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Danielle Sellers-lI

How to Shell Pecans


for my daughter



First, gather a crocus sack full of Texas pecans

from your Great-Great Aunt Evie’s tree,

even though her Vidor farm has been sold off

acre by acre. This is where your mother learned

to ride Western, birth kittens, make fudge.

Then, use the chipped bowl fired with chaff

and sunbursts your great-grandma bought

at a yard sale the first year of her second marriage

to drop the shelled meat, chalky and sweet.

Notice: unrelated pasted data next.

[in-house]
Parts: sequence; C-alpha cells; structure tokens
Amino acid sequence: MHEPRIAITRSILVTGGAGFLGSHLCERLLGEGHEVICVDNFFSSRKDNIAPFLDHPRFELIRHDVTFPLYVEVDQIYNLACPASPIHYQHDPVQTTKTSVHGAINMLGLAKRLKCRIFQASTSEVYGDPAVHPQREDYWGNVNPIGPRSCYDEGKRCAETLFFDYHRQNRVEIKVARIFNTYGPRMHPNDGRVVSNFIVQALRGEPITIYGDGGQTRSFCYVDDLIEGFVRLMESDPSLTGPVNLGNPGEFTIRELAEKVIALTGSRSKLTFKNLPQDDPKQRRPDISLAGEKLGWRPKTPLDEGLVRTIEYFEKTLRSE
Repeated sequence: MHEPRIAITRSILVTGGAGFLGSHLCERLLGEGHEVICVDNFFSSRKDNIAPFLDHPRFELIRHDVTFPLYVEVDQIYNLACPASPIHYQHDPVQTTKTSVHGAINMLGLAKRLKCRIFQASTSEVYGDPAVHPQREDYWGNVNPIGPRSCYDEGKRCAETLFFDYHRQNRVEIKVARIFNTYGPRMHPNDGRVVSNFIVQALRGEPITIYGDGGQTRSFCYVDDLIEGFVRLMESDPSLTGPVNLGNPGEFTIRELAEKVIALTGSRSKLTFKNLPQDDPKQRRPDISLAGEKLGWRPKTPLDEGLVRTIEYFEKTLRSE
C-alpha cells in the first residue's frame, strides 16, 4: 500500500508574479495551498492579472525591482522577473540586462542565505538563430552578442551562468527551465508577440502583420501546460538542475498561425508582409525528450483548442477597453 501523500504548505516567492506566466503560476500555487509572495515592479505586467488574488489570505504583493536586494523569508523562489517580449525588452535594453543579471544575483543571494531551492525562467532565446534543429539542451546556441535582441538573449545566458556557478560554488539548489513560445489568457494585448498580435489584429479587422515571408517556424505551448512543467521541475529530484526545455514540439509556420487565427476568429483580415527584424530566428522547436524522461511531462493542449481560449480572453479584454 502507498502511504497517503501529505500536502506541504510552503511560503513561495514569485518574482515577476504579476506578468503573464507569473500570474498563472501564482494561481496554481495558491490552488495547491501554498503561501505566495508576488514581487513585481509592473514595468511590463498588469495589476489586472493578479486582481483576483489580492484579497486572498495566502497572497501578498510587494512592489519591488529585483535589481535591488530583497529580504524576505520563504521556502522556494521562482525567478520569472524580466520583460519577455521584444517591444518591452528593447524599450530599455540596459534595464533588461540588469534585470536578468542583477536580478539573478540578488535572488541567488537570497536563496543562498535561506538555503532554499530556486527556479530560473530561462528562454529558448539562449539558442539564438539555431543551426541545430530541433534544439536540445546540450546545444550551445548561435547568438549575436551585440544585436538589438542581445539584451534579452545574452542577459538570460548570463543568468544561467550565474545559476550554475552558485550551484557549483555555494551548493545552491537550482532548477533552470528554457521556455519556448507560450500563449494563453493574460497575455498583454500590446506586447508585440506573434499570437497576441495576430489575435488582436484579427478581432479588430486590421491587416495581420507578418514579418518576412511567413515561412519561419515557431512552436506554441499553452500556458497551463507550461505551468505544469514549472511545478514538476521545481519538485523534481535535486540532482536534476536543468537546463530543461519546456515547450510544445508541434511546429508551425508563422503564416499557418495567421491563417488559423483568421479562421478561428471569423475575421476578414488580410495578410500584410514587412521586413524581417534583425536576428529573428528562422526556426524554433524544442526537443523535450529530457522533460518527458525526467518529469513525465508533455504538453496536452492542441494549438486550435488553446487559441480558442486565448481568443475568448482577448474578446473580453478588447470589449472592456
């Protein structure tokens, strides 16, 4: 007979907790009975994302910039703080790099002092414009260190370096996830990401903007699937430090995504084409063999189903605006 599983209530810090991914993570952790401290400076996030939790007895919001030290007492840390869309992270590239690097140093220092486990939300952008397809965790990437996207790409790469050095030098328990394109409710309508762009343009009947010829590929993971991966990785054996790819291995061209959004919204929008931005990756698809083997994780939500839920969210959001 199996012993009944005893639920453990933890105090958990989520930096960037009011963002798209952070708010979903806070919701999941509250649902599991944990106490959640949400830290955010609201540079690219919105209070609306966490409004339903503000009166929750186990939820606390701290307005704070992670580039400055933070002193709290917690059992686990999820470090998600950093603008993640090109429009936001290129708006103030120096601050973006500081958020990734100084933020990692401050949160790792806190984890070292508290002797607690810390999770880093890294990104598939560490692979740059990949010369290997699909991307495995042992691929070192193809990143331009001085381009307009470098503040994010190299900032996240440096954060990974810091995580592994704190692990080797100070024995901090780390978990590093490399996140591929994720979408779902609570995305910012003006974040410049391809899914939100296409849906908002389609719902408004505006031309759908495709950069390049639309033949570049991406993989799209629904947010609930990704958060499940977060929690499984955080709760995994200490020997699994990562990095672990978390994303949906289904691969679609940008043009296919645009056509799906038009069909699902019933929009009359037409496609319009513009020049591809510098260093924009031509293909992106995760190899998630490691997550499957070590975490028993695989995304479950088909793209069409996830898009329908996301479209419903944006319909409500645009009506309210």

To crack the nut, you’ll need your great-grandpa’s

nutcracker shaped from balsa, a naked woman’s body

he bought on leave on the Big Island. This is preferable

to the slip-shod hinged metal rods sold in dollar stores.

Wood has friction. It holds the shell firm. Don’t mind

her breasts, perky as coconuts. It’s true they’ll never sag.

Eventually, yours will look like ricotta

hung from panty hose. Don’t think of it now.

Place its marbled hull between the woman’s thighs,

smack them together. This is how you were made.

Pick the shell from the nut, good and clean.

After a while, your fingers will feel raw.

This is how you’ll know you are alive.